So doing ‘collateral genealogy’ could help you to contact, correspond with, or even meet living distant relatives. These could be cousins still living in your little ancestral town in the hills of Sicily or Italy, or they could be old neighborhood friends who attended grammar school with you, but neither you nor they ever suspected that they were related to you. I have found relatives in both those categories, and part of the allure of collateral genealogy, to me, is finding relatives who inherited the same physical and behavioral family traits as I.
But there is another valuable application of collateral genealogy. I have previously pointed out that two important questions to resolve are “What were the ancestor’s children’s names, in order of age?” and “What were the ancestor’s siblings’ names, in order of age?” In Sicily and southern Italy, it was almost universal that the names a couple gave to their children followed a pattern called the Sicilian Naming Convention. This tradition required that the couple’s first son be named after the boy’s paternal grandfather; the first daughter after her paternal grandmother; the second son after his maternal grandfather; and the second daughter after her maternal grandmother.
Here’s an example of how one can get around a ‘brick wall’ by combining collateral genealogy with the naming convention. I knew the name and approximate birth date (1831) of my great-grandfather, Raimondo Coniglio, but records are missing for the years 1830 – 1832, so I couldn’t find his birth record containing the names of his parents. However, I knew his children (my grandfather and his siblings) born from 1855 through 1865, were named in order of age; Giuseppa, Gaetano (my grandfather), Leonardo, Luciano, and Maria. From this information, I conjectured that my g-grandfather’s father and mother were named Gaetano and Giuseppa, the names he gave his firstborn of each gender. I then began searching the records for Coniglio births, for the years before and after my great-grandfather’s presumed birth year of 1831.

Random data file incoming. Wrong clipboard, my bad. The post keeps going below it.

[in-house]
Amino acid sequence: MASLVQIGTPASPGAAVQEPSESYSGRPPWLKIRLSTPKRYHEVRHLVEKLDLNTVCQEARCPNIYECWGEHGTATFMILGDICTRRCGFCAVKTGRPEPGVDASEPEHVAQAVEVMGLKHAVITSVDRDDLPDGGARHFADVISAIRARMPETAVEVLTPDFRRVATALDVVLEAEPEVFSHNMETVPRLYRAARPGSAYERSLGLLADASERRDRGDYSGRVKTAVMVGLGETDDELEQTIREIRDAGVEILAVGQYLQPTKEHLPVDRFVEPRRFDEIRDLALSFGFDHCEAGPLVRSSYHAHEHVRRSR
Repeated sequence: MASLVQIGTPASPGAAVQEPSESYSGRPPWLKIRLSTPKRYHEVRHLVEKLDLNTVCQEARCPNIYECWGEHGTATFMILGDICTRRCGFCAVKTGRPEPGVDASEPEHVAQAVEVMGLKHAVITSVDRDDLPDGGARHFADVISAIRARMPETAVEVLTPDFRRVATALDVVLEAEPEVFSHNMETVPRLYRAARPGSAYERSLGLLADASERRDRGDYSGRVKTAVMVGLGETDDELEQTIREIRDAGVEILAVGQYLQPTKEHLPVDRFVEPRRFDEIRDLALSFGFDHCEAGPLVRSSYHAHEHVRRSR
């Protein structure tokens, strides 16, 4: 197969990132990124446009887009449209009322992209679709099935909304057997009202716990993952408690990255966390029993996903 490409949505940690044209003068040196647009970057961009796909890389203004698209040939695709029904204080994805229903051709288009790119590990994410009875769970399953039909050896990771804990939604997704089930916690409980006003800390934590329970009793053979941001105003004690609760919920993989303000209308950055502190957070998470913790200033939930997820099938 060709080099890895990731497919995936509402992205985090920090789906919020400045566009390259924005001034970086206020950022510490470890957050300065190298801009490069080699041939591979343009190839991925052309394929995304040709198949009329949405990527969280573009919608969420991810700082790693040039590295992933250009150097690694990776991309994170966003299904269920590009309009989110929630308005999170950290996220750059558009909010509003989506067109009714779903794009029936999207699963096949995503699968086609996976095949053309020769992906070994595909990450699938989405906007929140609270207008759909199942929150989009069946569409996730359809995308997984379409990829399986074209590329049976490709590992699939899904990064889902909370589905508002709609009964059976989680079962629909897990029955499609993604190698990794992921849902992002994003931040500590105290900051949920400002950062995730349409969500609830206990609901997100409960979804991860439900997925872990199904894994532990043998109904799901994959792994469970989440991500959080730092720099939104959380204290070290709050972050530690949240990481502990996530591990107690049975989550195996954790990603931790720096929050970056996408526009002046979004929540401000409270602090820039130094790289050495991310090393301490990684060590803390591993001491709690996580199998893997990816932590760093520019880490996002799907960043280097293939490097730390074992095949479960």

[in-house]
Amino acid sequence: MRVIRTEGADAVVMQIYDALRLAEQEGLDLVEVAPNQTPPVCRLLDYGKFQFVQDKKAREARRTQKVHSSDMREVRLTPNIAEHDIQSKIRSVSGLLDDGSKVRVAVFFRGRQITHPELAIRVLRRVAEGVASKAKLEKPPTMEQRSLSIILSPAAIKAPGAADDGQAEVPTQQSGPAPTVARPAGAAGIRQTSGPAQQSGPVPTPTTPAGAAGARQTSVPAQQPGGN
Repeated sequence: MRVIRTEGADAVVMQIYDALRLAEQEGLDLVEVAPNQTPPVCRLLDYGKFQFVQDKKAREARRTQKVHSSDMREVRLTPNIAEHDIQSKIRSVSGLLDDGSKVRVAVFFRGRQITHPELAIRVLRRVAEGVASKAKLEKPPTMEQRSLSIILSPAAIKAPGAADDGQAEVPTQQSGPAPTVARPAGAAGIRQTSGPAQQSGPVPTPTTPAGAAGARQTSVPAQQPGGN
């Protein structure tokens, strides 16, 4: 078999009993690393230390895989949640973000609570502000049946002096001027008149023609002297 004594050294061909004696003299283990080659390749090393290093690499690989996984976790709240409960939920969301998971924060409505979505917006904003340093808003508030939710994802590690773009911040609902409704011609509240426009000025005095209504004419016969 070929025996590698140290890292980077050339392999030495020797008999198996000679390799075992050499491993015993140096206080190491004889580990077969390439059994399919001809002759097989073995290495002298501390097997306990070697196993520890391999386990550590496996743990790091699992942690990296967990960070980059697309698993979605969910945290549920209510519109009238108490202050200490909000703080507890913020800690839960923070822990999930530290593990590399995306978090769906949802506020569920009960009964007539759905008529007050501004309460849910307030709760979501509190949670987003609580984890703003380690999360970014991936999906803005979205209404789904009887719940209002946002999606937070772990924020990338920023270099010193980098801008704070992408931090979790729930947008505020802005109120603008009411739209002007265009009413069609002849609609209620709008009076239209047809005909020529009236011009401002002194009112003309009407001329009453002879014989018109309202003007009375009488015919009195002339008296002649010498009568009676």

I found numerous Coniglios born in my ancestral town in that time frame, but Pasquale, born in 1822; Felicia (b. 1824); Antonino (b. 1827; Angelo (b. 1833); and Concetta (b. 1834) were the only ones who were the children of Gaetano Coniglio and Giuseppa Montante. Their parents’ names matched my grandfather and his eldest sister; and the other given names were common in my family. There was a six-year gap between the births of Antonino and Angelo, when the usual difference in age was two or three years. This led me to the conclusion that my great-grandfather Raimondo most likely also was the son of Gaetano Coniglio and Giuseppa Montalto, and that he had named his first son, my grandfather Gaetano, after his own father. Not iron-clad, but pretty good circumstantial evidence, which was later corroborated when I found Raimondo’s marriage record, which confirmed his birth year and his parents’ names. But while doing the ‘sideways’ search, I had found several great-grand uncles and aunts, whose offspring and descendants are part of my ‘collateral family’.